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Journal of Molecular Neuroscience

, Volume 42, Issue 2, pp 243–254 | Cite as

α-Synuclein Transgenic Mice Reveal Compensatory Increases in Parkinson's Disease-Associated Proteins DJ-1 and Parkin and Have Enhanced α-Synuclein and PINK1 Levels After Rotenone Treatment

  • Sonia George
  • Su San Mok
  • Milawaty Nurjono
  • Scott Ayton
  • David I. Finkelstein
  • Colin L. Masters
  • Qiao-Xin Li
  • Janetta G. CulvenorEmail author
Article

Abstract

Parkinson's disease (PD) is a severe neurodegenerative disorder characterised by loss of dopaminergic neurons of the substantia nigra. The pathological hallmarks are cytoplasmic inclusions termed Lewy bodies consisting primarily of aggregated α-synuclein (αSN). Different lines of transgenic mice have been developed to model PD but have failed to recapitulate the hallmarks of this disease. Since treatment of rodents with the pesticide rotenone can reproduce nigrostriatal cell loss and other features of PD, we aimed to test chronic oral administration of rotenone to transgenic mice over-expressing human αSN with the A53T mutation. Initial assessment of this transgenic line for compensatory molecular changes indicated decreased brain β-synuclein expression and significantly increased levels of the PD-associated oxidative stress response protein, DJ-1, and the E3 ubiquitin ligase enzyme, Parkin. Rotenone treatment of 30 mg/kg for 25 doses over a 35-day period was tolerated in the transgenic mice and resulted in decreased spontaneous locomotor movement and increased cytoplasmic αSN expression. The mitochondrial Parkinson's-associated PTEN-induced kinase 1 protein levels were also increased in transgenic mouse brain after rotenone treatment; there was no change in brain dopamine levels or nigrostriatal cell loss. These hA53T αSN transgenic mice provide a useful model for presymptomatic Parkinson's features and are valuable for study of associated compensatory changes in early Parkinson's disease stages.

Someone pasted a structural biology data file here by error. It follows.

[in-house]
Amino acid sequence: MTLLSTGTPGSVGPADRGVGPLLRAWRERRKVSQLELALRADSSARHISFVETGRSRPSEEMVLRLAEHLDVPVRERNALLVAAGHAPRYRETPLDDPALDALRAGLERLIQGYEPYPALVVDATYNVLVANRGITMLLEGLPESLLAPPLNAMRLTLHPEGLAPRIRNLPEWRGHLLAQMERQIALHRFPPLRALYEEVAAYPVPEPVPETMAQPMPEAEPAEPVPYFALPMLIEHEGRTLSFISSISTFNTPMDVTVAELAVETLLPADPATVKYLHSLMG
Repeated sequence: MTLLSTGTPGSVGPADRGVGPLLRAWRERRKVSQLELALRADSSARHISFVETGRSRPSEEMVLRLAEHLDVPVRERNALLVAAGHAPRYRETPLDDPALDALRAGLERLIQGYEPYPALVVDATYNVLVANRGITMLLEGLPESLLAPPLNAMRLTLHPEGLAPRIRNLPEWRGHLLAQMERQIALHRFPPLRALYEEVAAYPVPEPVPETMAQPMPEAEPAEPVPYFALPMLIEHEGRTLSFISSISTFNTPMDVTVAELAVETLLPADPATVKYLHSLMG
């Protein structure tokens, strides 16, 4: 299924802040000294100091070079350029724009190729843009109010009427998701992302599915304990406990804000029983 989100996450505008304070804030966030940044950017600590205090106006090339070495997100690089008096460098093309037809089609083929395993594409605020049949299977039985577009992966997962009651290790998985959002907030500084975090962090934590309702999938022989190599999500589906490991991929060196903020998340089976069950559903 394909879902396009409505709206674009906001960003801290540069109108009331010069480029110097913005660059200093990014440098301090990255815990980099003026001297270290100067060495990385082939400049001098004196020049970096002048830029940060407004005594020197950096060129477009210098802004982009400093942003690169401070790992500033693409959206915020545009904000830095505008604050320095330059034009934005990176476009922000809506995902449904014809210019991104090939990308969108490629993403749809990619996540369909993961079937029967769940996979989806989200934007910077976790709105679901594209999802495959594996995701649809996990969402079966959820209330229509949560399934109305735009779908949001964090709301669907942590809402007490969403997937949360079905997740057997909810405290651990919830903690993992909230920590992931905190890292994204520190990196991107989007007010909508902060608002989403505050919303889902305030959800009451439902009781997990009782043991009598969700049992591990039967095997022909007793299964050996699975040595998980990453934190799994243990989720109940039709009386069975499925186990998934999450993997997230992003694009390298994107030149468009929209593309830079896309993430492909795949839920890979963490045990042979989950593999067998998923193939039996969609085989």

Keywords

Parkinson's disease Synuclein Rotenone DJ-1 PINK1 Parkin 

Notes

Acknowledgements

We sincerely thank B. Etherton for gavaging the mice. We thank V.M. Lee and J.Q. Trojanowski for the transgenic mouse line. We thank J. Anderson for antibody 11A5, P.J. Kahle for Ab 7544 and T. Iwatsubo for mAb LB509. For assistance with immunohistochemistry, we thank L. Leone and J. George. These studies were supported by the National Health and Medical Research Council of Australia.

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Copyright information

© Springer Science+Business Media, LLC 2010

Authors and Affiliations

  • Sonia George
    • 1
    • 2
    • 3
  • Su San Mok
    • 1
    • 2
    • 3
  • Milawaty Nurjono
    • 3
  • Scott Ayton
    • 3
  • David I. Finkelstein
    • 2
    • 3
  • Colin L. Masters
    • 1
    • 3
  • Qiao-Xin Li
    • 1
    • 2
    • 3
  • Janetta G. Culvenor
    • 1
    • 2
    • 3
    Email author
  1. 1.Department of PathologyThe University of MelbourneMelbourneAustralia
  2. 2.The Centre for NeuroscienceThe University of MelbourneMelbourneAustralia
  3. 3.The Mental Health Research Institute of VictoriaMelbourneAustralia

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